Being ready for fat loss isn’t as simple as wanting to lose fat. That might sound silly or confusing, but there are a ton of internal and external factors at play when it comes to deciphering if you’re ready to enter a fat loss phase and start cutting.
So what does fat loss entail?
Fat loss is all about energy balance: calories in, calories out. To lose fat, we must consume fewer calories than we expend. While that may sound simplistic (and the science behind it really is), fat loss can be extremely difficult to achieve if you’re not in an appropriate physical or mental space to safely and sustainably do so.
Key word: sustainability.
Crash diets might yield rapid weight loss, but that’s not our goal here. Slower, steadier fat loss is what we’re after, because the “quick fix” never sticks around. And in order to steadily lose fat and sustain the results, our bodies must first feel safe.
Let's work through a quick self-assessment:
I’ve never tracked my food intake before.
I can’t remember the last time I ate at maintenance for at least 3 months (maintenance = consuming as many calories as you expend per day - a number that is probably higher than you realize).
I don't even know what my ACTUAL maintenance calories are.
I’ve been under-eating for a prolonged period of time (i.e. less than 1,500 calories for a female, less than 2,000 calories for a male for 4 months or longer).
I am a yo-yo dieter/am a sucker for fad diets and have tried just about everything.
My relationship with food needs work (I suffer from food guilt, and think of certain foods as “good” and certain foods as “bad”).
I’m a “diet starts Monday” type of person, and treat the weekends as a free for all.
No matter how “clean” or how little I eat, or how hard and frequently workout, I don’t see results.
I am sleep deprived (regularly sleeping <7 hours per night) and/or consistently struggle with daily energy.
I’m always hangry.
I feel weak/my performance in the gym regularly suffers.
I am consistently stressed out.
Women only: I suffer from amenorrhea (absence of menstrual cycle).
Women only: I'm within 1 year of having given birth.
Women only: I'm currently breastfeeding.
Tough truth: you haven’t earned the right to cut.
If any of the above statements resonate with you, then you are not ready to engage in a fat loss phase…regardless of your current body composition. Period.
Why? Because our physiology wasn't designed to live under that level of chronic stress and your body will NOT be in a safe enough place to give you the results you want.
Because why would your body want to work with you if you’re constantly working against it? We CANNOT perpetually live in a deficit, bounce from diet to diet, operate under chronic stress, etc. and expect our bodies to favorably respond. Furthermore, we are also far less likely to sustain our balanced, healthy habits for the long haul if our relationship with food is in the gutter.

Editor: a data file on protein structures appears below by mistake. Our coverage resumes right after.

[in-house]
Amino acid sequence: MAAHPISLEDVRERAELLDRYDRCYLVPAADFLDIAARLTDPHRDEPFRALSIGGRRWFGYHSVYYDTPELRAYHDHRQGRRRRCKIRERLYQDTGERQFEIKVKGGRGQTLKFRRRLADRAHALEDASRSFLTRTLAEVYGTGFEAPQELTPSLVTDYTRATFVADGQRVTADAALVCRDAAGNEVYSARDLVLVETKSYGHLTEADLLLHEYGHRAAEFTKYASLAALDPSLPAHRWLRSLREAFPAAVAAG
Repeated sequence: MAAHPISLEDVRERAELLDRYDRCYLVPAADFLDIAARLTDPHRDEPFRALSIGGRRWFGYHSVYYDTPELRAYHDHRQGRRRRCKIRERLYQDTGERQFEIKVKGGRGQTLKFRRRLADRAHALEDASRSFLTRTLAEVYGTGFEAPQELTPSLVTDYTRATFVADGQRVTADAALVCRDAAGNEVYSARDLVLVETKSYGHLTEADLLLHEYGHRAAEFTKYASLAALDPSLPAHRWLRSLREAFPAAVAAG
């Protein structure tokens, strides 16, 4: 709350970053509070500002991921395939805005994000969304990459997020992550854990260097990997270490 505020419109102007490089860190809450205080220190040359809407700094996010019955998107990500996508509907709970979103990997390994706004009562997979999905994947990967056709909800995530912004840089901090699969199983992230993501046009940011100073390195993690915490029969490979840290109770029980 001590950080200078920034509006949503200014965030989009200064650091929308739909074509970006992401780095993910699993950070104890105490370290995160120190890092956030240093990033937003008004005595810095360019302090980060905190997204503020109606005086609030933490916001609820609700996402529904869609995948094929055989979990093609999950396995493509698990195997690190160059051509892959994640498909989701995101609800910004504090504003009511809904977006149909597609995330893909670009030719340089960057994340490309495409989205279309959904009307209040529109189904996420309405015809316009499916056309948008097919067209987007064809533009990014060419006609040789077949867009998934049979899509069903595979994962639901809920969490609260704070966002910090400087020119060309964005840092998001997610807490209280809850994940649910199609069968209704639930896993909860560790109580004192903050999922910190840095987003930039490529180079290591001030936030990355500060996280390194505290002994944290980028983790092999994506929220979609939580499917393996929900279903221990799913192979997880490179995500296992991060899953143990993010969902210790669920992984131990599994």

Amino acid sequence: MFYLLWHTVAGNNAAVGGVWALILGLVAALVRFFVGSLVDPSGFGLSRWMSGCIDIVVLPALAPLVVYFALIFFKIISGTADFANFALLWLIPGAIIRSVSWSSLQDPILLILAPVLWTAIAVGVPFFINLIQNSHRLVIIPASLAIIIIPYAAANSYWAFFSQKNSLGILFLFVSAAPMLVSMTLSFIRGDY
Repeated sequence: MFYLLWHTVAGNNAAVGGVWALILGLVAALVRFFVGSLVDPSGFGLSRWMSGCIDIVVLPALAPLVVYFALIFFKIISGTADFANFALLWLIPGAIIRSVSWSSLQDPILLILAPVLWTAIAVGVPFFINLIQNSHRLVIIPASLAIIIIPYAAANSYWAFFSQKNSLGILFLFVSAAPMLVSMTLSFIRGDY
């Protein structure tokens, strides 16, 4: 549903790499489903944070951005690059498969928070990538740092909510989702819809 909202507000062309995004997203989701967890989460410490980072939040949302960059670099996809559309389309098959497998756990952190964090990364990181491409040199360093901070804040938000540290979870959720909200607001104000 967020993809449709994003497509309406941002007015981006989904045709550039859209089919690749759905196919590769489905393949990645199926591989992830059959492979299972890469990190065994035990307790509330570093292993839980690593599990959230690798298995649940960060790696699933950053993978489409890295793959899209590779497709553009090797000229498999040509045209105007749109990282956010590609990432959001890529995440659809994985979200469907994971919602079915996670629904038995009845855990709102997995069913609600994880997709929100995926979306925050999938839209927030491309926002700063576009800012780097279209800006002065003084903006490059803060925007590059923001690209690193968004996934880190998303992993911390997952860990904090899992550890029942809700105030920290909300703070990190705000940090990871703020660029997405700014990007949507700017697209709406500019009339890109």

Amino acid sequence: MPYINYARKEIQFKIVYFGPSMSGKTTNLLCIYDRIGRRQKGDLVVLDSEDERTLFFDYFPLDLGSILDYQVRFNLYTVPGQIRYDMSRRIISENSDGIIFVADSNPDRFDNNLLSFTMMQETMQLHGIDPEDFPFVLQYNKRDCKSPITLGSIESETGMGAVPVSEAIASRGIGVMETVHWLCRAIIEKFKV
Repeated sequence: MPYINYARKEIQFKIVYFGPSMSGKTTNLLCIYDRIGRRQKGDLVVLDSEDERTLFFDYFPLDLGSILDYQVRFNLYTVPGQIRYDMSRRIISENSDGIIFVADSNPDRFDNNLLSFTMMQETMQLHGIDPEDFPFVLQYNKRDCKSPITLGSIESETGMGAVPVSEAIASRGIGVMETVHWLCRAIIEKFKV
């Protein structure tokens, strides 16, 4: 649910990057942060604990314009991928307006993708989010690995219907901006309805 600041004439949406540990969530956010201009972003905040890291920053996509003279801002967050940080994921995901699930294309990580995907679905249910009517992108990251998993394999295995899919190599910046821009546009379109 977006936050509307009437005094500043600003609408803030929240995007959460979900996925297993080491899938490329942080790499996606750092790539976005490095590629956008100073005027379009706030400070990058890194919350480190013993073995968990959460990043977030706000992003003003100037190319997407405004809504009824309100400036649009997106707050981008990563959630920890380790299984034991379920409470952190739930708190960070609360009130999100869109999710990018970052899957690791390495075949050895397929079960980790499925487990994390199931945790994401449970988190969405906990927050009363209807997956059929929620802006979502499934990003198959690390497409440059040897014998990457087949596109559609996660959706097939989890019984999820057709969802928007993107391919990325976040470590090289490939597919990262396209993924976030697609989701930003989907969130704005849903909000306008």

So then what?
Easy. Hit up a maintenance period for a bare minimum of 12 weeks. Not sure where to start? Lean our Nutrition Blueprint maintenance blueprint for detailed maintenance macro assignments.
Dial in your healthy habits (drink water, prioritize protein, eat vegetables, get plenty of sleep, etc.) and enjoy this period of time to improve yourself from the inside out. You may even be surprised by the body recomposition that often happens in maintenance. Consider it an excellent time to work on your relationship with food, and to revel in the positives of heightened gym performance, increased energy, and improved sleep!
Once you’ve spent a sufficient amount of time in maintenance, go back to the above list of “true/false” statements and re-evaluate your readiness for fat loss. If you’re still not ready - no sweat…continue on your maintenance path and be patient (it can takes MANY people a lot longer than 3 months to adjust and prepare for fat loss).
When you are ready to cut…
Place a time cap on your efforts, and start with a conservative deficit (make it easier on yourself and start with our Nutrition Blueprint recommendations). The goal is to eat as much as possible while still losing fat, so do not be in a hurry to take calories away Remember: progress is progress, even if it's slow to manifest.
Eating in a caloric deficit — for any period of time — is an inherent stressor on your body. So when we ARE eating in a deficit, we ideally place a 12 week limit on our efforts and periodize our cut with an equal or greater amount of time in maintenance before cutting again (regardless of how much fat we still need to lose once we’ve hit the 12 week mark) so that we may keep our metabolic and hormonal functions operating properly and SUSTAIN our results!